The Participant Ponzi Scheme and Conditions

In a Participant Ponzi, the participants play the role of the “fraudster”.[3]  They redeem earlier participants with their own money and this keeps prices high, which encourages more people to become participants and reduces the number of sellers.  This is the exact dynamic of the Madoff Ponzi.

In any environment, if the market declines, it is because earlier participants are exiting and current buyers are not able to absorb those negative flows.  If there were no new inflows, the market would decline further and more people would exit, in a negative feedback loop.

However, in a Participant Ponzi, the participants stand ready to buy stocks whenever the market falls.  (The buy-the-dip philosophy.)  Over time, this discourages outflows because sellers become accustomed to the dip being bought and know it is a losing trade.  If participants sell, they know they will just have to come back in at higher prices later.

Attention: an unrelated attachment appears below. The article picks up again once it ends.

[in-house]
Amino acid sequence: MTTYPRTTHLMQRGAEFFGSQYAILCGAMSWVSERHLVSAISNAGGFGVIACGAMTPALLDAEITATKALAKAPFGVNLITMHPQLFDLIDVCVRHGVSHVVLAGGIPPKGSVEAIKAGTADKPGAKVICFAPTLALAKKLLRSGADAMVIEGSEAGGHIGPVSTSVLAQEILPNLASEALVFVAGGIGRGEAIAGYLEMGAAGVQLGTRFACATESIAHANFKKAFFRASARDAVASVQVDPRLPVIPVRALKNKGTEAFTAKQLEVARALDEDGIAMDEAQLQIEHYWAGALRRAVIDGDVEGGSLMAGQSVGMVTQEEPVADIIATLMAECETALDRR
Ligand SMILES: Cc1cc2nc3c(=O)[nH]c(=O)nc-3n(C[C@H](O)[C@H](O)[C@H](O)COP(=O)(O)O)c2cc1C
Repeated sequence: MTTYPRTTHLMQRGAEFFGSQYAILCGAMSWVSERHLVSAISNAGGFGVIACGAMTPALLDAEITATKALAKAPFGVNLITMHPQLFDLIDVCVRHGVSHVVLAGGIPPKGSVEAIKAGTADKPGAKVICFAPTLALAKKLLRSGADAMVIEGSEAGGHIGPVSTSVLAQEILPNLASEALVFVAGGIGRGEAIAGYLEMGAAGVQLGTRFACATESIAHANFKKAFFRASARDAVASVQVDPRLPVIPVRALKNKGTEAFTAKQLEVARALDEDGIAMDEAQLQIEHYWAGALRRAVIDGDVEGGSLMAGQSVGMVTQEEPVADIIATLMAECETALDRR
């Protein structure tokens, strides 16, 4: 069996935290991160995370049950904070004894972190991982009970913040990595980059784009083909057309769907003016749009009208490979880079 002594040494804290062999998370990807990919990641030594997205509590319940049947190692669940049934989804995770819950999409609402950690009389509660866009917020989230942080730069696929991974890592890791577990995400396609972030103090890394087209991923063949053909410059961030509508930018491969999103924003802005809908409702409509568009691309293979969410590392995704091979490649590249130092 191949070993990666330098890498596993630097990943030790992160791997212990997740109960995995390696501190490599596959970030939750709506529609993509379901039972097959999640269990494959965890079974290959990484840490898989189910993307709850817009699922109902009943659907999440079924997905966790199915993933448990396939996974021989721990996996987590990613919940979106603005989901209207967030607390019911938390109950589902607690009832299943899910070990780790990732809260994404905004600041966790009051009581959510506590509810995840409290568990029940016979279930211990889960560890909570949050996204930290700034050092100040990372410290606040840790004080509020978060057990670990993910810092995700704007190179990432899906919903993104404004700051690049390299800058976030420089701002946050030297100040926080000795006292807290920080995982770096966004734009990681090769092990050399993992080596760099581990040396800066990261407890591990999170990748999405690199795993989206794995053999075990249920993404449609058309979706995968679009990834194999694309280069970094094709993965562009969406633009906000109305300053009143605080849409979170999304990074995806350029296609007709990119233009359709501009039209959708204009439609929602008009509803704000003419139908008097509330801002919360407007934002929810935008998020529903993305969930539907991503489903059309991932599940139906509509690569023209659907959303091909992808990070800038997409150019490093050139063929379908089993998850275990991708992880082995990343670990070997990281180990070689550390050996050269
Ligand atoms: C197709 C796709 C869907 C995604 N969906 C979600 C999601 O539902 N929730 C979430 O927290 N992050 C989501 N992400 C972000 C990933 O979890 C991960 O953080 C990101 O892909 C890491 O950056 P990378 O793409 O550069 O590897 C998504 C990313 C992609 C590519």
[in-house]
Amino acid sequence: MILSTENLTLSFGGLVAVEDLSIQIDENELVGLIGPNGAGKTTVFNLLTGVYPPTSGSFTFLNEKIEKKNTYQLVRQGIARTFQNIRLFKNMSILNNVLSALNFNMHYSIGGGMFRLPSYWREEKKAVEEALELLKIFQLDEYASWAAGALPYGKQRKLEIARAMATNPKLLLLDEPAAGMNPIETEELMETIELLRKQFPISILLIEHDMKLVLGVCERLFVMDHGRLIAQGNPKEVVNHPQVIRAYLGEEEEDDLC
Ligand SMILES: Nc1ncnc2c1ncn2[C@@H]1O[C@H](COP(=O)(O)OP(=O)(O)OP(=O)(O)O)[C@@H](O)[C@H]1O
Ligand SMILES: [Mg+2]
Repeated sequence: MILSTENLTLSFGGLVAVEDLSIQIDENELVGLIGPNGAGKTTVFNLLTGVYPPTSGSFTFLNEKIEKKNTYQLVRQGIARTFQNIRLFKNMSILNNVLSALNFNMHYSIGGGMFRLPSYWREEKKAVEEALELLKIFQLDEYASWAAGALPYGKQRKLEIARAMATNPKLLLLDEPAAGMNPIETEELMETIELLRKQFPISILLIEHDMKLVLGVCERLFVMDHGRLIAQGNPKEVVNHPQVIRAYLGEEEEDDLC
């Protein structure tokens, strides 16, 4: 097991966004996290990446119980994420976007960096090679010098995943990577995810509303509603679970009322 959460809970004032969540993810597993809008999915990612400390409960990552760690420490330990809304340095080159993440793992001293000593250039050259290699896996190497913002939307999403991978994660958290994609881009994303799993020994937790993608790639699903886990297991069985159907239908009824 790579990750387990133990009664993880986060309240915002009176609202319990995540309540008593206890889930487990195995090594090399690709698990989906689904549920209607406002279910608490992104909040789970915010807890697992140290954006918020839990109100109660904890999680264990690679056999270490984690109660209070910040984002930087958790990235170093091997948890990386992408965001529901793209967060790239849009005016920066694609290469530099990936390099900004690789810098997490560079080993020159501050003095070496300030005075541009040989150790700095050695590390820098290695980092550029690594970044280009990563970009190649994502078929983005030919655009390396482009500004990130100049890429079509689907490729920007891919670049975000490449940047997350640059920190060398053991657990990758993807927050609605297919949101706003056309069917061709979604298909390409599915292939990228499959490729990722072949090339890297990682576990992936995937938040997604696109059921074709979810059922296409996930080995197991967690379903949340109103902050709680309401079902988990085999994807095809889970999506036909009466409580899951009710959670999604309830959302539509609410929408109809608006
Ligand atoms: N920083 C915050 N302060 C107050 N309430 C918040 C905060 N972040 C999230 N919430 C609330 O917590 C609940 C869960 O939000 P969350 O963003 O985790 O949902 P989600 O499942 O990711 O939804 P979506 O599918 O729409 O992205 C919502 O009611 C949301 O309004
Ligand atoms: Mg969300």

Investors participate in a Participant Ponzi because they believe prices will continue to rise.  This thinking is rational because, like all Ponzi’s, it has worked up until that point.  What the participants don’t realize is that they are the reason the prices have continued to rise.  In this way, they are the unwitting “fraudsters”.

As long as early investors can continue to get out at higher prices, it works.  However, in order for a Participant Ponzi to work, a few conditions have to be met:

  • One or more sources of consistent, indiscriminate buyers (i.e. valuation indifferent);
  • Steadily rising prices with no sustained or extreme drawdowns;
  • Supply constraints, and;
  • Rationalization.